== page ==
St. Matthew – Apostle and Evangelist

Deacon's Corner | September 21, 2021

St. Matthew, EvangelistAbout St. Matthew himself, we know very little. We read of his call in Matthew 9:9 – “As Jesus passed on from there, he saw a man called Matthew sitting at the tax office, and he said to him: ‘Follow me.’ And he rose and followed him.”

We know that he was a tax gatherer and that he must, therefore, have been a bitterly hated man, for the Jews hated the members of their own race who entered the civil service of their conquerors. Matthew would be regarded as nothing better than a collaborator.

But there is one gift which Matthew would possess. Most of the disciples were fishermen. They would have little skill and little practice in putting words together on paper, but Matthew would be an expert in that. Scholars agree that the author of Matthew’s Gospel was a Greek-speaking Jewish Christian, determined to affirm, in the face of rejection by his fellow Jews, that Jesus was the Messiah, the fulfillment of the Scriptures and messenger of the new law. It is also likely that Matthew wrote for a community accustomed to affluence. His Gospel esteems an attitude of spiritual poverty and counsels his readers that their salvation depends on the quality of their mercy toward the poor. All this is certainly consistent with the attitude of a reformed tax collector. 

Matthew is the gospel which was written for the Jews. It was written by a Jew in order to convince Jews. One of the great objects of Matthew is to demonstrate that all the prophecies of the Old Testament are fulfilled in Jesus, and that, therefore, he must be the Messiah. It has one phrase which runs through it like an ever-recurring theme: “This was to fulfill what the Lord has spoken by the prophet.” That phrase occurs in the Gospel as often as 16 times.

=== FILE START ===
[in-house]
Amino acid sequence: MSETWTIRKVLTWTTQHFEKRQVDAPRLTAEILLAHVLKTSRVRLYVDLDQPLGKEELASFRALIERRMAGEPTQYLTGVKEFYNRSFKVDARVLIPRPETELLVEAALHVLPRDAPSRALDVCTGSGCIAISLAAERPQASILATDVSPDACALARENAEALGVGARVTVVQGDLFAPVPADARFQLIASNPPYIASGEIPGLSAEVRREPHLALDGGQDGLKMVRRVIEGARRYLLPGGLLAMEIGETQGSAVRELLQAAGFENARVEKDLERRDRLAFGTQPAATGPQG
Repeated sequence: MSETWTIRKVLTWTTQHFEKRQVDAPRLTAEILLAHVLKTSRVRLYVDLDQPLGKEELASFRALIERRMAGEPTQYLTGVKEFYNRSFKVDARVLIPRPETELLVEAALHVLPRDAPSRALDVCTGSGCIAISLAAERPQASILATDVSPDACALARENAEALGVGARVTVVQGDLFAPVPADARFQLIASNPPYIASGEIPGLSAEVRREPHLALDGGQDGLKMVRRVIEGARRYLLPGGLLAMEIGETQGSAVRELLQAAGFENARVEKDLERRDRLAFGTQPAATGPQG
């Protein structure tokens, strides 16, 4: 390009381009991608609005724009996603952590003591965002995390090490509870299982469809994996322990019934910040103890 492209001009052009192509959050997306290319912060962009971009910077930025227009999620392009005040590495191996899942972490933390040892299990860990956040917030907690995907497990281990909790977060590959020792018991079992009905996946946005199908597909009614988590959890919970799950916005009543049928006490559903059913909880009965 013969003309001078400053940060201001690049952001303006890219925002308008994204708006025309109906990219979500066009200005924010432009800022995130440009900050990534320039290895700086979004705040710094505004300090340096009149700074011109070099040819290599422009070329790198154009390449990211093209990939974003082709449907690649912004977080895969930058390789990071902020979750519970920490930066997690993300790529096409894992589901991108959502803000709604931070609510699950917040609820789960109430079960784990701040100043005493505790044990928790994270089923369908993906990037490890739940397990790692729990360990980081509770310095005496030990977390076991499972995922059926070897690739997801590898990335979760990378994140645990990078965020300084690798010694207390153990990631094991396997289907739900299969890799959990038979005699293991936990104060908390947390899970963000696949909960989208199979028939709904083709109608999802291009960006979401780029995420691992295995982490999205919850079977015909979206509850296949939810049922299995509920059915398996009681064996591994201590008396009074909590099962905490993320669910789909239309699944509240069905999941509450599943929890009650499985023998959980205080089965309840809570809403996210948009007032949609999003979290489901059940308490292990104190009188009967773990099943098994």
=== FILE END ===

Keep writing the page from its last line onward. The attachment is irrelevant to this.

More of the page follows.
The Jewishness of Matthew is also seen in his Gospel's attitude to the Law, saying that Jesus did not come to destroy, but to fulfill the Law. The least part of the Law will not pass away. Men must not be taught to break the Law. The righteousness of the Christian must exceed the righteousness of the scribes and Pharisees. The Gospel of Matthew was written by one who knew and loved the Law, and who saw that even the Law has its place in the Christian economy. 

There are certain other special interests in Matthew's Gospel. Matthew is especially interested in the Church. It is in fact the only one of the Synoptic Gospels which uses the word Church at all. Only Matthew introduces the passage about the Church after Peter’s confession at Ceasarea Philippi (Mt 16:13-23). Only Matthew says that disputes are to be settled by the Church (18:17). By the time Matthew came to be written the Church had become a great organization and institution; and indeed, the dominant factor in the life of the Christian. 

St. Matthew is the great patron of the church’s mission. He closes his Gospel with Jesus' Great Commission to his followers: “Go therefore and makes disciples of all nations.” 
– Deacon Phil, OFS

Tags: St. Matthew, Deacon's Corner
 

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